Get the latest from TODAY

Sign up for our newsletter
/ Source: TODAY
By Brittany Loggins

Someone laid a finger on Butterfinger — the recipe, that is.

That's right, the Butterfinger candy brand — which had been owned by Nestle since 1990 — was bought by Ferrero (the company behind Nutella) in January. The new parent company is making some big changes to the iconic bar and claims that the new formulation will include "higher quality ingredients."

The new bars, which will be available in stores nationwide in February 2019, are made using a chocolate shell coating that contains more milk and cocoa (instead of hard-to-pronounce fillers).

A company spokesperson told TODAY Food that this change will result in a "richer, creamier" taste.

Nestle's iconic Butterfinger bar will get a new look in February 2019. Amazon / Amazon

In addition to the updated chocolate coating, the brand is now using "carefully selected" U.S. grown peanuts to make the crispety, crunchety interior. The peanuts all also be roasted in house.

That's not all — Butterfinger is, quite literally, trimming the fat. The new recipe is getting rid of hydrogenated oils, which contain trans fats, and TBHQ, a preservative found in many processed foods. According to the brand, these updates have resulted in a crispier, fresher candy bar.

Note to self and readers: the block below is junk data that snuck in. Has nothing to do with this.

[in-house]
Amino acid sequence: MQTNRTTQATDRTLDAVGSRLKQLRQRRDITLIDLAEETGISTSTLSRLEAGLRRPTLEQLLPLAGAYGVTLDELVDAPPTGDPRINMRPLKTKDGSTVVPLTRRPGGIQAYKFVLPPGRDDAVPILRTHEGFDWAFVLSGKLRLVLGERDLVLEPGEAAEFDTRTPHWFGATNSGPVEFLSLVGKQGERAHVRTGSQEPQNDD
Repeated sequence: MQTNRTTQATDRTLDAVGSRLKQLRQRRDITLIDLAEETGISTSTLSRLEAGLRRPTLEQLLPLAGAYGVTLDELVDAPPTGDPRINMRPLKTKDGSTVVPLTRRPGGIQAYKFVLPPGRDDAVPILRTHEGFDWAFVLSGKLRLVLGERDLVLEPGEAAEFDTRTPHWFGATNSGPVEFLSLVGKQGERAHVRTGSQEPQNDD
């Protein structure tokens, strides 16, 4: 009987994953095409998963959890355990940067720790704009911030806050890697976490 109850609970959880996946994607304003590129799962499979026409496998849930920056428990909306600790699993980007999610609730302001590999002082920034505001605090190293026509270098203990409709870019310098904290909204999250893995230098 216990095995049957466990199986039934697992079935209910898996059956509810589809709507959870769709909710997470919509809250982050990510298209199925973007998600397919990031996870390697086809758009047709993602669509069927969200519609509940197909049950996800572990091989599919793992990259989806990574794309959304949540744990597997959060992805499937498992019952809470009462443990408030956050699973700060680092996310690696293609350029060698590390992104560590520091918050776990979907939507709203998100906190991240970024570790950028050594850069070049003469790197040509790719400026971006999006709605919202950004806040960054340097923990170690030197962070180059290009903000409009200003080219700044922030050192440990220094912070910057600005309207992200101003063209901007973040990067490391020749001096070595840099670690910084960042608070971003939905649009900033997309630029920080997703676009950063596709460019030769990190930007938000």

Even with all of the changes, the bars still look nearly identical to the old ones. The packaging, however, is getting a fresh update to reflect the new ownership and will be double layered — another addition that the brand says will improve the bar's freshness and allow it to last longer.

The new bars will be available at convenience, drug and grocery stores, as well as large retailers like Walmart, Target, CVS, Kroger, Publix and 7-Eleven.

While premium ingredients may seem like a smart move for any modern food company, when General Mills removed the artificial colors from its popular Trix cereal in 2015, there was a big public outcry. The company then brought back a version of the cereal with artificial colors just two years later. So when it comes to beloved sweets, sometimes going the natural route isn't always best.